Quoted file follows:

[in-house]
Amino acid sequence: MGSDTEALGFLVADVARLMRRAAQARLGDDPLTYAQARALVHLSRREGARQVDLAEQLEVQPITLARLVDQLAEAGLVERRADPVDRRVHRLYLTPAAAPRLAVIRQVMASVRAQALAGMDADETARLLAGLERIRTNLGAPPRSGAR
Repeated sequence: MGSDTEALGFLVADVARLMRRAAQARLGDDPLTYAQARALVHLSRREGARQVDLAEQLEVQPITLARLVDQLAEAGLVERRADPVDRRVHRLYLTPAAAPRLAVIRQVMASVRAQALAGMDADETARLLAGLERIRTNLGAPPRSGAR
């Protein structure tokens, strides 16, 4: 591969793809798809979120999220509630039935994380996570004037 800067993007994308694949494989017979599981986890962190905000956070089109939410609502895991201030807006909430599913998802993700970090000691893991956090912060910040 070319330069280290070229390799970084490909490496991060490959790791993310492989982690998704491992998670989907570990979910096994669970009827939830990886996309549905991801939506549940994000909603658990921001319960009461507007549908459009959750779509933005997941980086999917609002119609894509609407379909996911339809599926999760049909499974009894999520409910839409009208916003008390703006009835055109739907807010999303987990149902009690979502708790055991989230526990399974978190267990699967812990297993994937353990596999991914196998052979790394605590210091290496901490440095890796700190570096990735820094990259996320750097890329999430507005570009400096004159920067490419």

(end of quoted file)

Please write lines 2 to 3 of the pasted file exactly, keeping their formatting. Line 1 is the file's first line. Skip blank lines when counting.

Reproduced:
Amino acid sequence: MGSDTEALGFLVADVARLMRRAAQARLGDDPLTYAQARALVHLSRREGARQVDLAEQLEVQPITLARLVDQLAEAGLVERRADPVDRRVHRLYLTPAAAPRLAVIRQVMASVRAQALAGMDADETARLLAGLERIRTNLGAPPRSGAR
Repeated sequence: MGSDTEALGFLVADVARLMRRAAQARLGDDPLTYAQARALVHLSRREGARQVDLAEQLEVQPITLARLVDQLAEAGLVERRADPVDRRVHRLYLTPAAAPRLAVIRQVMASVRAQALAGMDADETARLLAGLERIRTNLGAPPRSGAR